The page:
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Int J Epidemiol. 1999 Dec;28(6):1066-72.

The relationship between alcohol consumption, health indicators and mortality in the German population.

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  • 1Freie Universität Berlin, Institut für Soziale Medizin, Germany.



The patterns of total alcohol, beer and wine consumption were evaluated in the German National Health Surveys. The impact of these habits on cardiovascular and all-cause mortality as well as cardiovascular risk factors and liver disease parameters was estimated.


Independent representative samples of the German population (15,400 people), and regional samples of the Berlin-Spandau population (2,370 in total), aged 25-69 years, were analysed. The amount and frequency of alcohol consumption was assessed with standardized questionnaires. Biochemical analyses included serum lipids and gamma-glutamyl-transpeptidase (Gamma GT). Multiple analyses of variance were used to determine the relationship between alcohol intake and biochemical parameters. A mortality follow-up of about 7 years was conducted for the Berlin-Spandau population. Proportional hazard models were used to estimate hazard ratios (HR) for all-cause and cardiovascular mortality.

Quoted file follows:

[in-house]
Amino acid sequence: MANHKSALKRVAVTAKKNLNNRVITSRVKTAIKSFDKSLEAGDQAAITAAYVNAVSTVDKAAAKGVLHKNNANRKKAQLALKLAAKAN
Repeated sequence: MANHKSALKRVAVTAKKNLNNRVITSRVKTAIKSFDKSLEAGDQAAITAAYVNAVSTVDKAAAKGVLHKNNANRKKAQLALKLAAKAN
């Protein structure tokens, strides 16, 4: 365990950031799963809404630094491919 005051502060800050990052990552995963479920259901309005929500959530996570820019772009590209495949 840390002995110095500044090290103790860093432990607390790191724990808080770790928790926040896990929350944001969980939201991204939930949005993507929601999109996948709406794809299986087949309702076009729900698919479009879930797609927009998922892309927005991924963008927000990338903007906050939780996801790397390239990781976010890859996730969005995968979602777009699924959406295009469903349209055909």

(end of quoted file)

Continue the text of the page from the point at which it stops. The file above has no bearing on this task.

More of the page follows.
Over 80% of men and 55% of women in Germany drink alcohol on a regular base. The majority of the consumers (65% of men, 87% of women) are light (1-20 g/day) or moderate (21-40 g/day) drinkers. Higher serum high density lipoprotein (HDL)-cholesterol and Gamma GT levels were observed with increasing alcohol intake. In light and moderate drinkers no significant relationship was seen with non-HDL-cholesterol, triglycerides, blood pressure and body mass index, compared to teetotallers. Men who consumed 1-20 g alcohol/day had a significantly lower all-cause and cardiovascular mortality. As compared to nondrinkers, the risk was almost 50% lower.


The results suggest that light (and possibly moderate) alcohol consumption reduces the risk of cardiovascular and total mortality risk and is favourably related to HDL-cholesterol.

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